Changing of the Guard at Twitter, Skype


Only hours on the job, and industry observers are already questioning whether Dick Costolo is right for the position of Twitter’s newly appointed CEO. In fact, the world was so a-buzz with news of Twitter’s changing of the guard that the microblogging site was deluged with traffic and as a result, suffered an outage.

Costolo succeeds Twitter co-founder, Evan Williams, who abandoned his post after a two-year stint. On Monday, Williams wrote in a post on Twitter’s blog, “The challenges of growing an organization so quickly are numerous. Growing big is not success, in itself. Success to us means meeting our potential as a profitable company that can retain its culture and user focus while having a positive impact on the world. This is no small task. I frequently reflect on the type of focus that is required from everyone at Twitter to get us there…This is why I have decided to ask our COO, Dick Costolo, to become Twitter’s CEO. Starting today, I’ll be completely focused on product strategy.”

During Williams' tenure, Twitter swelled from 20 employees to 300. Registered users increased from 3 million to 160 million, while the number of tweets skyrocketed from 1.25 million a day to 90 million. The Internet company is now valued at more than $1 billion by its investors.

To date, Costolo has played a starring role in turning Twitter into a promising advertising vehicle – efforts that include spearheading the launch of Promoted Accounts. The service suggests accounts that people don’t currently follow and may find interesting. For example, when an advertiser promotes an account, Twitter’s algorithm looks at that account’s followers and determines other accounts that those users tend to follow. If a user follows some of those accounts, but not the advertiser’s account, then Twitter may recommend the advertiser’s Promoted Account to that user.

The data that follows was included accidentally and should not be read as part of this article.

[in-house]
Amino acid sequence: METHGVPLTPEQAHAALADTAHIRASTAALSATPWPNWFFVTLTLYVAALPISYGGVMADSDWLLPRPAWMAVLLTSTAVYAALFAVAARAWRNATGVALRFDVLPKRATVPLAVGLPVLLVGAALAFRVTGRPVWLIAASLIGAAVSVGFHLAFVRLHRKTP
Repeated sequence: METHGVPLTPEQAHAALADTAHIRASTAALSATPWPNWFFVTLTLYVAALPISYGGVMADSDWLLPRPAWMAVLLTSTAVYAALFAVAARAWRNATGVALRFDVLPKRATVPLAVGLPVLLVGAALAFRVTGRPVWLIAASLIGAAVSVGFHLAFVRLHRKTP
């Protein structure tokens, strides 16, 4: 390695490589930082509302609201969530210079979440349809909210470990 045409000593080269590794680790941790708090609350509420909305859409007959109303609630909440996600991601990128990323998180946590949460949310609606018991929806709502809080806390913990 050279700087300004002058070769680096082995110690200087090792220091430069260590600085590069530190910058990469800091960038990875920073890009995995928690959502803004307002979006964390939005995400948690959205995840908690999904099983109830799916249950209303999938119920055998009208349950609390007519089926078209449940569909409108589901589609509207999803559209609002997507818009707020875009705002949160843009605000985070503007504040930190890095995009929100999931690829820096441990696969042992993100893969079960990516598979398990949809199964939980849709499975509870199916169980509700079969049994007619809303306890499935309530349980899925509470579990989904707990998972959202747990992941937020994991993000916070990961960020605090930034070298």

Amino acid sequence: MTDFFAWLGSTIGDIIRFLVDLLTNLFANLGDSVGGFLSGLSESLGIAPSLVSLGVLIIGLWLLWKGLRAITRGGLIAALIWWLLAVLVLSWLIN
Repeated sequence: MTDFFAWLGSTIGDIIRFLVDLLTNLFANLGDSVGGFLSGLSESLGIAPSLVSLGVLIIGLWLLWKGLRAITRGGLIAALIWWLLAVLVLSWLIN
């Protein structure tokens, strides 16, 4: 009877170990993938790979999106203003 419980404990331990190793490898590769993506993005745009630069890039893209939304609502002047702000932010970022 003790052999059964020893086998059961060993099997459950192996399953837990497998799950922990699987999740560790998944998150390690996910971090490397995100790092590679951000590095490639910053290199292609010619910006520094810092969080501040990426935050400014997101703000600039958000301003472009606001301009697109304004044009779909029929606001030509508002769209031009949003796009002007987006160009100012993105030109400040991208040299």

Costolo, the former co-founder of Feedburner, which was acquired by Google in 2007, was brought onboard Twitter as COO a year ago.

In the meantime, Skype is also replacing its CEO, Josh Silverman, with Tony Bates, a former Cisco senior vice president. Bates will start at the end of October; until then, Skype chief financial and administrative officer Adrian Dillon will serve as interim CEO.

Edited by Jaclyn Allard

TechZone360 Contributing Editor

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